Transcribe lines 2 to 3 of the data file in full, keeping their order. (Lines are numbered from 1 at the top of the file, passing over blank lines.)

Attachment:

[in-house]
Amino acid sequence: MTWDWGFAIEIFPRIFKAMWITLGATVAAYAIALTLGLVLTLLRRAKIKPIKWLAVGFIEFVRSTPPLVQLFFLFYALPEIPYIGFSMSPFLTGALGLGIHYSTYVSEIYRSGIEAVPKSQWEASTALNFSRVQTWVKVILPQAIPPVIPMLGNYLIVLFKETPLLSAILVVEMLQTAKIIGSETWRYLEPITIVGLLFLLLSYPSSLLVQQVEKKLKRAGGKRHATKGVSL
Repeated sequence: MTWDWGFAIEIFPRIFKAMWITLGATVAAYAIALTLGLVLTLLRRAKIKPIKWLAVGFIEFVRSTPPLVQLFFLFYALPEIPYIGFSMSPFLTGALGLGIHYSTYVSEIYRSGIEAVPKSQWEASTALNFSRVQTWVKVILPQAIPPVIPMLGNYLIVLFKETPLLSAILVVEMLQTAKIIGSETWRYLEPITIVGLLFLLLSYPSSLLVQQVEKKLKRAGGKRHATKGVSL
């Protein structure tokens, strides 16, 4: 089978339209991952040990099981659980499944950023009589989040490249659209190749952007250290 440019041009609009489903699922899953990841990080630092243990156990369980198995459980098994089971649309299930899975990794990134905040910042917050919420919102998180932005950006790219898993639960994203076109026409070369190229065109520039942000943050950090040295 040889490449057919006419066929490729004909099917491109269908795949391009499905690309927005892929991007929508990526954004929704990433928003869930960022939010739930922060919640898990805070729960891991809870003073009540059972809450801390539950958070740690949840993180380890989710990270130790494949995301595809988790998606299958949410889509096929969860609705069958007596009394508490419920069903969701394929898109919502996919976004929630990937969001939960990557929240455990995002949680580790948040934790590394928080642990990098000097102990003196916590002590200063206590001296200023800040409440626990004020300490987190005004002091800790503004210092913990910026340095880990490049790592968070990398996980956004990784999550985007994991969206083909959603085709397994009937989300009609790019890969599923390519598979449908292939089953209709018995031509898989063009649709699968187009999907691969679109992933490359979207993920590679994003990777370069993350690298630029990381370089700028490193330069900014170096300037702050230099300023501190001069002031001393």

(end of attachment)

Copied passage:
Amino acid sequence: MTWDWGFAIEIFPRIFKAMWITLGATVAAYAIALTLGLVLTLLRRAKIKPIKWLAVGFIEFVRSTPPLVQLFFLFYALPEIPYIGFSMSPFLTGALGLGIHYSTYVSEIYRSGIEAVPKSQWEASTALNFSRVQTWVKVILPQAIPPVIPMLGNYLIVLFKETPLLSAILVVEMLQTAKIIGSETWRYLEPITIVGLLFLLLSYPSSLLVQQVEKKLKRAGGKRHATKGVSL
Repeated sequence: MTWDWGFAIEIFPRIFKAMWITLGATVAAYAIALTLGLVLTLLRRAKIKPIKWLAVGFIEFVRSTPPLVQLFFLFYALPEIPYIGFSMSPFLTGALGLGIHYSTYVSEIYRSGIEAVPKSQWEASTALNFSRVQTWVKVILPQAIPPVIPMLGNYLIVLFKETPLLSAILVVEMLQTAKIIGSETWRYLEPITIVGLLFLLLSYPSSLLVQQVEKKLKRAGGKRHATKGVSL